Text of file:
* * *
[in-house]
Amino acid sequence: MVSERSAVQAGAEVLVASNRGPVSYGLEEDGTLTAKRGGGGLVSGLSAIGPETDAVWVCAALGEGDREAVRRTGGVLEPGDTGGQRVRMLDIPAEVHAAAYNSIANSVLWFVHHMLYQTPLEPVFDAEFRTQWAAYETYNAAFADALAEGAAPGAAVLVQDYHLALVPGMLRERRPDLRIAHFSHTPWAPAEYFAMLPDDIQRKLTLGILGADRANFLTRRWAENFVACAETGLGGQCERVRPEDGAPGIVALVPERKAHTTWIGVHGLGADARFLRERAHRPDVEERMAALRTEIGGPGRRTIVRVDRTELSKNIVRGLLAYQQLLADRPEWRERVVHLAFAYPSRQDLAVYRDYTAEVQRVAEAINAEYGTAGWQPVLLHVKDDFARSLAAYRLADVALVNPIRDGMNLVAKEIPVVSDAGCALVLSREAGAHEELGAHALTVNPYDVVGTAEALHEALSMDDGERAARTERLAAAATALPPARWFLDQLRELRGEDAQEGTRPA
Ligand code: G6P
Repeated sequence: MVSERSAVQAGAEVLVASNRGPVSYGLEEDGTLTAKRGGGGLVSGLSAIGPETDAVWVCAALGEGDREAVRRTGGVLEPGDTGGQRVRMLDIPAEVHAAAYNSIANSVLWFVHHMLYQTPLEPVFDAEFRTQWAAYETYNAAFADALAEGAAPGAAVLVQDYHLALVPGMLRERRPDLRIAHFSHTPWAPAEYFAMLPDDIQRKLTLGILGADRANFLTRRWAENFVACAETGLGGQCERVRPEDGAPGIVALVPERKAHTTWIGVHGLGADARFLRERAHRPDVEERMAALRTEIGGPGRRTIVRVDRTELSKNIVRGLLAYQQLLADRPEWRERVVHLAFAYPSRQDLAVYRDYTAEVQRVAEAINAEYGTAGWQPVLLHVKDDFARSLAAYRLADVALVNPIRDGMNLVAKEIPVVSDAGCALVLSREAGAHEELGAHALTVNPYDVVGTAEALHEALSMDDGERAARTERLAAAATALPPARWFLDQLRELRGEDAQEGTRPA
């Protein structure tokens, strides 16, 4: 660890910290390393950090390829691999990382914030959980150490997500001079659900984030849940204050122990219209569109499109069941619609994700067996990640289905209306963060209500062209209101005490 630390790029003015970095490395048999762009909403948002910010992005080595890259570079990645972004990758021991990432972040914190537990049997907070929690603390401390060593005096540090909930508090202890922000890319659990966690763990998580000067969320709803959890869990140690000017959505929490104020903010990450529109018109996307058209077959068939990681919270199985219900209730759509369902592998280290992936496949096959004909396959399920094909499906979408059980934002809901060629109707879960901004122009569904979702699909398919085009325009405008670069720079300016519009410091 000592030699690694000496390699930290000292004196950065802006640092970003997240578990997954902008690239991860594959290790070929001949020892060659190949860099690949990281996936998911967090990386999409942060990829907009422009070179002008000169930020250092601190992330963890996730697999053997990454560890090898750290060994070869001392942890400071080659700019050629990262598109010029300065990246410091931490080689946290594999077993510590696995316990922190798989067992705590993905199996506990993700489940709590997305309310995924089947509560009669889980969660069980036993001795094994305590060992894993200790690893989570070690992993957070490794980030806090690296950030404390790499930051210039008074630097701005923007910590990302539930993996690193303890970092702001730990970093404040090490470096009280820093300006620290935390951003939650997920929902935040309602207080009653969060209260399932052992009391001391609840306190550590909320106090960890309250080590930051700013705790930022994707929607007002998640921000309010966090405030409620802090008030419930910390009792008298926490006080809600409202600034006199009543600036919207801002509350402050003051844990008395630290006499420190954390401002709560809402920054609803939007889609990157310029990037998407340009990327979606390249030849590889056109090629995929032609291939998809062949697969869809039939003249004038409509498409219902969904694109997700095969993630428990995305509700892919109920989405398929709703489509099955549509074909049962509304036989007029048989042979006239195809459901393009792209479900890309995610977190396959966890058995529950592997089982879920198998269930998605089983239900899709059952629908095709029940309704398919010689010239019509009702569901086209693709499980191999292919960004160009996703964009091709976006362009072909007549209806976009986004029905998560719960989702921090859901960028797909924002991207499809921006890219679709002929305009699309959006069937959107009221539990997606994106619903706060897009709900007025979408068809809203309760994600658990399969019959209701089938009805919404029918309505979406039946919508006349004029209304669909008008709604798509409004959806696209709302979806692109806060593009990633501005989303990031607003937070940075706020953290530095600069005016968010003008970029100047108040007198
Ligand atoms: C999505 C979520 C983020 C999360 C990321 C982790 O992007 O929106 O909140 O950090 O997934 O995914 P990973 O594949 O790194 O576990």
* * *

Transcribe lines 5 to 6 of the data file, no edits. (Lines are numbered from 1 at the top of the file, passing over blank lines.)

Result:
């Protein structure tokens, strides 16, 4: 660890910290390393950090390829691999990382914030959980150490997500001079659900984030849940204050122990219209569109499109069941619609994700067996990640289905209306963060209500062209209101005490 630390790029003015970095490395048999762009909403948002910010992005080595890259570079990645972004990758021991990432972040914190537990049997907070929690603390401390060593005096540090909930508090202890922000890319659990966690763990998580000067969320709803959890869990140690000017959505929490104020903010990450529109018109996307058209077959068939990681919270199985219900209730759509369902592998280290992936496949096959004909396959399920094909499906979408059980934002809901060629109707879960901004122009569904979702699909398919085009325009405008670069720079300016519009410091 000592030699690694000496390699930290000292004196950065802006640092970003997240578990997954902008690239991860594959290790070929001949020892060659190949860099690949990281996936998911967090990386999409942060990829907009422009070179002008000169930020250092601190992330963890996730697999053997990454560890090898750290060994070869001392942890400071080659700019050629990262598109010029300065990246410091931490080689946290594999077993510590696995316990922190798989067992705590993905199996506990993700489940709590997305309310995924089947509560009669889980969660069980036993001795094994305590060992894993200790690893989570070690992993957070490794980030806090690296950030404390790499930051210039008074630097701005923007910590990302539930993996690193303890970092702001730990970093404040090490470096009280820093300006620290935390951003939650997920929902935040309602207080009653969060209260399932052992009391001391609840306190550590909320106090960890309250080590930051700013705790930022994707929607007002998640921000309010966090405030409620802090008030419930910390009792008298926490006080809600409202600034006199009543600036919207801002509350402050003051844990008395630290006499420190954390401002709560809402920054609803939007889609990157310029990037998407340009990327979606390249030849590889056109090629995929032609291939998809062949697969869809039939003249004038409509498409219902969904694109997700095969993630428990995305509700892919109920989405398929709703489509099955549509074909049962509304036989007029048989042979006239195809459901393009792209479900890309995610977190396959966890058995529950592997089982879920198998269930998605089983239900899709059952629908095709029940309704398919010689010239019509009702569901086209693709499980191999292919960004160009996703964009091709976006362009072909007549209806976009986004029905998560719960989702921090859901960028797909924002991207499809921006890219679709002929305009699309959006069937959107009221539990997606994106619903706060897009709900007025979408068809809203309760994600658990399969019959209701089938009805919404029918309505979406039946919508006349004029209304669909008008709604798509409004959806696209709302979806692109806060593009990633501005989303990031607003937070940075706020953290530095600069005016968010003008970029100047108040007198
Ligand atoms: C999505 C979520 C983020 C999360 C990321 C982790 O992007 O929106 O909140 O950090 O997934 O995914 P990973 O594949 O790194 O576990």